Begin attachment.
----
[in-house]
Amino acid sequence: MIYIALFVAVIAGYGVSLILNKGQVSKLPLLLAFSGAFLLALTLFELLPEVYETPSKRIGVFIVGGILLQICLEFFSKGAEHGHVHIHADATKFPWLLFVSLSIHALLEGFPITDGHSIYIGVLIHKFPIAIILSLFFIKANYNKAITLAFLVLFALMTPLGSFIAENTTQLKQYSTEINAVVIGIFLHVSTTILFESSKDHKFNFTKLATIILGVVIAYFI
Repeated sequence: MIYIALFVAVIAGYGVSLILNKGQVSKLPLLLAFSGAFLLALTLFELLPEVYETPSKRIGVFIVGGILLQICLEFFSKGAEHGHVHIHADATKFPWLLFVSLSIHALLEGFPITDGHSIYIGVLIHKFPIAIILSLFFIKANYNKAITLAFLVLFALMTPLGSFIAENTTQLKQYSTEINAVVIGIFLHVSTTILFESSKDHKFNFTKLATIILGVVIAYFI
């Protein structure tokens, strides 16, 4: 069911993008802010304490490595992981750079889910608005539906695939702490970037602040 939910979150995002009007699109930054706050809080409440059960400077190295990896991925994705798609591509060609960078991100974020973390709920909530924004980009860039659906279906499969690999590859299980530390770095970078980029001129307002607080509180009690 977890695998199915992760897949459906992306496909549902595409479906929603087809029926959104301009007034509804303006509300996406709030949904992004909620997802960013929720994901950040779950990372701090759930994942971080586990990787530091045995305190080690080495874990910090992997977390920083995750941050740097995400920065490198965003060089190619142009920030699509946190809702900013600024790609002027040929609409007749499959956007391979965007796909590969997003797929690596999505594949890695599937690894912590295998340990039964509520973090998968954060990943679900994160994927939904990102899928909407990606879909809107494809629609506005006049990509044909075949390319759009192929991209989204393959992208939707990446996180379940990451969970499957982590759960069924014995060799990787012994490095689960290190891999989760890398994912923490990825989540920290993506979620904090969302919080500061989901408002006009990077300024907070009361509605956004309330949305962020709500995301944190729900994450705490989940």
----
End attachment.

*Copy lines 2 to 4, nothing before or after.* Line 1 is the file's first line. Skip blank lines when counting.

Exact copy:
Amino acid sequence: MIYIALFVAVIAGYGVSLILNKGQVSKLPLLLAFSGAFLLALTLFELLPEVYETPSKRIGVFIVGGILLQICLEFFSKGAEHGHVHIHADATKFPWLLFVSLSIHALLEGFPITDGHSIYIGVLIHKFPIAIILSLFFIKANYNKAITLAFLVLFALMTPLGSFIAENTTQLKQYSTEINAVVIGIFLHVSTTILFESSKDHKFNFTKLATIILGVVIAYFI
Repeated sequence: MIYIALFVAVIAGYGVSLILNKGQVSKLPLLLAFSGAFLLALTLFELLPEVYETPSKRIGVFIVGGILLQICLEFFSKGAEHGHVHIHADATKFPWLLFVSLSIHALLEGFPITDGHSIYIGVLIHKFPIAIILSLFFIKANYNKAITLAFLVLFALMTPLGSFIAENTTQLKQYSTEINAVVIGIFLHVSTTILFESSKDHKFNFTKLATIILGVVIAYFI
């Protein structure tokens, strides 16, 4: 069911993008802010304490490595992981750079889910608005539906695939702490970037602040 939910979150995002009007699109930054706050809080409440059960400077190295990896991925994705798609591509060609960078991100974020973390709920909530924004980009860039659906279906499969690999590859299980530390770095970078980029001129307002607080509180009690 977890695998199915992760897949459906992306496909549902595409479906929603087809029926959104301009007034509804303006509300996406709030949904992004909620997802960013929720994901950040779950990372701090759930994942971080586990990787530091045995305190080690080495874990910090992997977390920083995750941050740097995400920065490198965003060089190619142009920030699509946190809702900013600024790609002027040929609409007749499959956007391979965007796909590969997003797929690596999505594949890695599937690894912590295998340990039964509520973090998968954060990943679900994160994927939904990102899928909407990606879909809107494809629609506005006049990509044909075949390319759009192929991209989204393959992208939707990446996180379940990451969970499957982590759960069924014995060799990787012994490095689960290190891999989760890398994912923490990825989540920290993506979620904090969302919080500061989901408002006009990077300024907070009361509605956004309330949305962020709500995301944190729900994450705490989940």